Thank you for supporting IsraAID's work in Greece during this challenging period.

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Cleaning the center
Cleaning the center

In March 2020, the government of Greece temporarily closed all educational facilities to try to slow the spread of COVID-19. For the 115,000 refugees currently hosted by Greece, over 40,000 of whom are living in terrible conditions in camps on the Aegean islands, this news is particularly devastating. Adding to weeks of anti-migrant violence on the islands, growing tensions across Greece and confusing changes to asylum law, the nationwide closure, while necessary, leaves refugee adults and children without any access to educational, social activities, and mental health support. However, the shutdown doesn’t have to mean that learning and development must grind to a halt, as IsraAID’s team in Greece has rapidly mobilized to demonstrate.

IsraAID operates two facilities in Greece: a bustling children’s school next to Moria camp on Lesvos and a busy community center in the town of Sindos, close to Thessaloniki. Both facilities, as educational institutions, have also been shut down for the duration of the national school closure. But the work we have been doing continues.

Sindos Community Centre operates a full program of education and psychosocial support for refugees of all ages, ranging from early childhood development activities for toddlers and homework support for children to Greek and English classes, job preparedness training and cultural awareness workshops for adults. The 100 people who visit each day have suddenly found themselves without anything to do after we followed government instructions and closed our doors. Not wanting to abandon the community, our staff have been busy transforming our activities into an e-learning program, easily accessible to all our community members and the wider refugee population.

Our Greek diploma class, who will be taking national Greek language examinations in two months, have moved their lessons online and are studying via Messenger Video. Our English tutor is creating short grammar instructional videos to upload to our new YouTube channel. Our team of language teachers are developing worksheet packs for distribution and quizzes via Google Forms, for both adults and children. Via Whatsapp, our early childhood development staff are sharing videos, photos and tips for activities to help parents keep their children entertained at home. We’re also working on a ‘how to’ for CV building, so that community members can still focus on getting job-ready.

Isolation and boredom can quite easily take over during this time and our psychosocial support staff are working hard to develop communications and content to reassure and support the population. From meditation videos to regular content on dealing with stress distributed via our Whatsapp groups, our staff will endeavor to maintain positivity and emotional resilience amongst the population. We’re also working on translating guidance and instruction provided by the World Health Organization into Farsi, Arabic and French, to ensure the wider community is taking appropriate measures to protect themselves and their families.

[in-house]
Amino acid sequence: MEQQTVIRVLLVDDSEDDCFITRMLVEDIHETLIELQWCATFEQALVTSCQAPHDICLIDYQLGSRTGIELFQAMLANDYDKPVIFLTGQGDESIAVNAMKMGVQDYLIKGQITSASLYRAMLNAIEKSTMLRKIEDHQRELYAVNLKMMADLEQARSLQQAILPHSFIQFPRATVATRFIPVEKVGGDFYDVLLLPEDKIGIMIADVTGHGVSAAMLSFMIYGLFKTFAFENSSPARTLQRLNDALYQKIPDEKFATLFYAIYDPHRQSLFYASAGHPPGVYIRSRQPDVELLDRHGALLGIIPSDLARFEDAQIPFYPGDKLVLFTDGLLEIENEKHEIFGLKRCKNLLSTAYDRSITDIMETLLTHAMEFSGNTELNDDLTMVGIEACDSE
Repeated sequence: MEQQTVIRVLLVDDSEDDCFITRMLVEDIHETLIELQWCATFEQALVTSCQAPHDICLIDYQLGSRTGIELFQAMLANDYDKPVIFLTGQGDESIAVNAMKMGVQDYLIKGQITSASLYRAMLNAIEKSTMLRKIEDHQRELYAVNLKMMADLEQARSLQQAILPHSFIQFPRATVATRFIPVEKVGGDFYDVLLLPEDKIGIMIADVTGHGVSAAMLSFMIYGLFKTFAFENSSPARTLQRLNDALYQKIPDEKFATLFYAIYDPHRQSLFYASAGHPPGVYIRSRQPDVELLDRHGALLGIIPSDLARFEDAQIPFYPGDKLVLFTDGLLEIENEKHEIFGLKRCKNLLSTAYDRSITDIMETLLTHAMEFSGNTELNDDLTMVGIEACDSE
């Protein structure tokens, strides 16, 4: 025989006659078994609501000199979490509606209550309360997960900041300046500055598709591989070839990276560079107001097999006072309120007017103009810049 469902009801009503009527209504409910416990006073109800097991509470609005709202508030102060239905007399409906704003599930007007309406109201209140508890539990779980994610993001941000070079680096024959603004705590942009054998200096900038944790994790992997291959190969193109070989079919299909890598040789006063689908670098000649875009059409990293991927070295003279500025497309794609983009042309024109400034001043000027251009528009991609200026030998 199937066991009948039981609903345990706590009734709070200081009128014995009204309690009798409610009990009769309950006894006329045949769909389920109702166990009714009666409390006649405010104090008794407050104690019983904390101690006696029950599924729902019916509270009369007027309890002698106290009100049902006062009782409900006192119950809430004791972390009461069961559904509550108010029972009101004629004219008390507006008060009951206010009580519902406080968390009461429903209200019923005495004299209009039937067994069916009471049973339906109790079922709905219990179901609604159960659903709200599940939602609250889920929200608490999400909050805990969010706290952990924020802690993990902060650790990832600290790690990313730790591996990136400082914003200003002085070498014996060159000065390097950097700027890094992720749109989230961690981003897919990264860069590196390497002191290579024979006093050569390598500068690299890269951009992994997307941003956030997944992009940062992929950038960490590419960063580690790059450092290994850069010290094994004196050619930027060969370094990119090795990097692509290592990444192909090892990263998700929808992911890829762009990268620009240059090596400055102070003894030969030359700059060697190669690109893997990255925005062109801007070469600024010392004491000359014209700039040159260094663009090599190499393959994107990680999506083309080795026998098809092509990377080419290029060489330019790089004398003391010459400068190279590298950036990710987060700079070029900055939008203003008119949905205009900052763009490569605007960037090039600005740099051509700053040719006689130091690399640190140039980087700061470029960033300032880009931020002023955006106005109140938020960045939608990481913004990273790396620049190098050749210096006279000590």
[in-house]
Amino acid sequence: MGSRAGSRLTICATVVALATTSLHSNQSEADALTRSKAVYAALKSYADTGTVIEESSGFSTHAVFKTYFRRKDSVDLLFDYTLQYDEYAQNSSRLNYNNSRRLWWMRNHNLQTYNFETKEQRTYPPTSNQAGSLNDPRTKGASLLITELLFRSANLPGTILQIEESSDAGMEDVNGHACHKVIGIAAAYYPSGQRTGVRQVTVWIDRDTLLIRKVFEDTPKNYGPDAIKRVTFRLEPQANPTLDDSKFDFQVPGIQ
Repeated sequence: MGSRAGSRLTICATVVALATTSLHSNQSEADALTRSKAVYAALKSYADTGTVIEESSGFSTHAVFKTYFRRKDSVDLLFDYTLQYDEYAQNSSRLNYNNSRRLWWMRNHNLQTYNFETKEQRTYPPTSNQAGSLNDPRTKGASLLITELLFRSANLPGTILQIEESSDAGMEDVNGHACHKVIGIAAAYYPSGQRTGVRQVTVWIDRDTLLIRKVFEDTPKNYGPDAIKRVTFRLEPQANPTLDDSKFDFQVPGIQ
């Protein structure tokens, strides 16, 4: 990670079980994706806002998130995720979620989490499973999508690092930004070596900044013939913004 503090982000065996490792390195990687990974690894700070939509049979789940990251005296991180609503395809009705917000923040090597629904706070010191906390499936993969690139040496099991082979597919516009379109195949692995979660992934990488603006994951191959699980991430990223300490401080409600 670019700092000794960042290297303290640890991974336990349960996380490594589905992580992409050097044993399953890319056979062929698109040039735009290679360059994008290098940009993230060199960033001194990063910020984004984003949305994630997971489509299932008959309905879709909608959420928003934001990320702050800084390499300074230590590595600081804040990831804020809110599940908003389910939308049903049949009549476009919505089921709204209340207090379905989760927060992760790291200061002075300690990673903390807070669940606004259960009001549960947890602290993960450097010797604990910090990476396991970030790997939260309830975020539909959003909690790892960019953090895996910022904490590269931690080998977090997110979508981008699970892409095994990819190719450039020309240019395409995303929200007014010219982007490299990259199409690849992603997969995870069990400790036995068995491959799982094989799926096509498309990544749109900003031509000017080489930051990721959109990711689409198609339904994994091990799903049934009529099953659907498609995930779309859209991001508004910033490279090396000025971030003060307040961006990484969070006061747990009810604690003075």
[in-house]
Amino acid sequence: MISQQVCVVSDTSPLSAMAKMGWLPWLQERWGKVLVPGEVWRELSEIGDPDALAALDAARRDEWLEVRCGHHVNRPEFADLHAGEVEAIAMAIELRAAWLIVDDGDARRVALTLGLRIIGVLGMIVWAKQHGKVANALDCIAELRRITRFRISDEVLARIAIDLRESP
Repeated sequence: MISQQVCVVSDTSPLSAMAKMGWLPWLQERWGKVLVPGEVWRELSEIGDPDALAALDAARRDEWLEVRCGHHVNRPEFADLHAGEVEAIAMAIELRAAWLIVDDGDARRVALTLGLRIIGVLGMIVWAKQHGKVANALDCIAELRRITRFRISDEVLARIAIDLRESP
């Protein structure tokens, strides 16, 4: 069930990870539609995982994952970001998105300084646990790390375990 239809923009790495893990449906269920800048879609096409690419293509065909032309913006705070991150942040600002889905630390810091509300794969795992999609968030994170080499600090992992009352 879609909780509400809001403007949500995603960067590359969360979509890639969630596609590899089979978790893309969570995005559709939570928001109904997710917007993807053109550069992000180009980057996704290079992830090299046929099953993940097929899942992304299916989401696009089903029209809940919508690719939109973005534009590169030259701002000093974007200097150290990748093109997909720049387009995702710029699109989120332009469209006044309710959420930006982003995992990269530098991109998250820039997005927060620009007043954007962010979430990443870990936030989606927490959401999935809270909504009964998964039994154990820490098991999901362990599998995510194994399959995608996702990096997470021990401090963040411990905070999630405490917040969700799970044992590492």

Maintaining some kind of routine for the children is a priority and our goal is to minimize the disruption to their already fragmented education as much as possible. Teachers are busy working on homework packs to distribute via letterboxes outside the school, with exercises in Greek, Farsi, English and Math to keep the children busy. Students will also be able to collect activity packs, with fun puzzles and games to entertain them and some calming techniques, such as breathing exercises, to support their mental wellbeing.

Lack of hygiene and appalling sanitary conditions means keeping clean in Moria is almost impossible, but it’s important that residents do everything they can to minimize transmission and protect themselves and their families. To provide reassurance to parents and disseminate guidance on prevention and risk reduction, staff are carrying out regular check-ins with families via phone as well as producing posters and leaflets for distribution.

The situation for refugees in Greece was already at breaking point. The shutdown of services and schools across the country has left them more isolated and marginalized than ever. But the communities that IsraAID and our partners have built are strong and committed. So, while this new reality is nothing short of alarming, our strength and resilience, along with technological know-how, is already allowing us to find new ways to come together and learn.

Thank you for supporting IsraAID's work in this especially challenging time. 

E-learning - Greek Diploma
E-learning - Greek Diploma

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IsraAID

Location: Tel Aviv, Merkaz - Israel
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Twitter: @IsraAID
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IsraAID General
Tel Aviv, Tel Aviv Israel